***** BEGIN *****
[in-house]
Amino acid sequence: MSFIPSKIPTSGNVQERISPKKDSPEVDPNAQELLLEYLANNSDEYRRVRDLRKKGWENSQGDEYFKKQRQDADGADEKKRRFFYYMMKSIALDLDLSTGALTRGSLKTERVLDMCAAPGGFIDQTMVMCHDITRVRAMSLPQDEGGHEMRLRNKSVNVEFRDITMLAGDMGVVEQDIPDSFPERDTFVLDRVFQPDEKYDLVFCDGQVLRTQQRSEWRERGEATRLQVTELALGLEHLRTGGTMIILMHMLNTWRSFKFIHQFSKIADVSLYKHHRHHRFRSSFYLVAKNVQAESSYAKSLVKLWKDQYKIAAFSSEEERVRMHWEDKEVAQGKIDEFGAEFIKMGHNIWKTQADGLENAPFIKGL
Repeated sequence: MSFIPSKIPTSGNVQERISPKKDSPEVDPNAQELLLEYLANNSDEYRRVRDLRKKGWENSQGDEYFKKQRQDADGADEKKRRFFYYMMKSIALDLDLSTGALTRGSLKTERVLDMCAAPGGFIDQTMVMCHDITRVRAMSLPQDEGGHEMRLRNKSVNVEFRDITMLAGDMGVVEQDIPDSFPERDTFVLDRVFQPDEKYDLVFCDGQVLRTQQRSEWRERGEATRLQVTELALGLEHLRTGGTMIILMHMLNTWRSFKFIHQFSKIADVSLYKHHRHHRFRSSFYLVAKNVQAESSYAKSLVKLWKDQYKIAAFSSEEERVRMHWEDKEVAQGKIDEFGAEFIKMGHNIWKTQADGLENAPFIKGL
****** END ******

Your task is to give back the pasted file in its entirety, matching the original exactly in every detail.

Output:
[in-house]
Amino acid sequence: MSFIPSKIPTSGNVQERISPKKDSPEVDPNAQELLLEYLANNSDEYRRVRDLRKKGWENSQGDEYFKKQRQDADGADEKKRRFFYYMMKSIALDLDLSTGALTRGSLKTERVLDMCAAPGGFIDQTMVMCHDITRVRAMSLPQDEGGHEMRLRNKSVNVEFRDITMLAGDMGVVEQDIPDSFPERDTFVLDRVFQPDEKYDLVFCDGQVLRTQQRSEWRERGEATRLQVTELALGLEHLRTGGTMIILMHMLNTWRSFKFIHQFSKIADVSLYKHHRHHRFRSSFYLVAKNVQAESSYAKSLVKLWKDQYKIAAFSSEEERVRMHWEDKEVAQGKIDEFGAEFIKMGHNIWKTQADGLENAPFIKGL
Repeated sequence: MSFIPSKIPTSGNVQERISPKKDSPEVDPNAQELLLEYLANNSDEYRRVRDLRKKGWENSQGDEYFKKQRQDADGADEKKRRFFYYMMKSIALDLDLSTGALTRGSLKTERVLDMCAAPGGFIDQTMVMCHDITRVRAMSLPQDEGGHEMRLRNKSVNVEFRDITMLAGDMGVVEQDIPDSFPERDTFVLDRVFQPDEKYDLVFCDGQVLRTQQRSEWRERGEATRLQVTELALGLEHLRTGGTMIILMHMLNTWRSFKFIHQFSKIADVSLYKHHRHHRFRSSFYLVAKNVQAESSYAKSLVKLWKDQYKIAAFSSEEERVRMHWEDKEVAQGKIDEFGAEFIKMGHNIWKTQADGLENAPFIKGL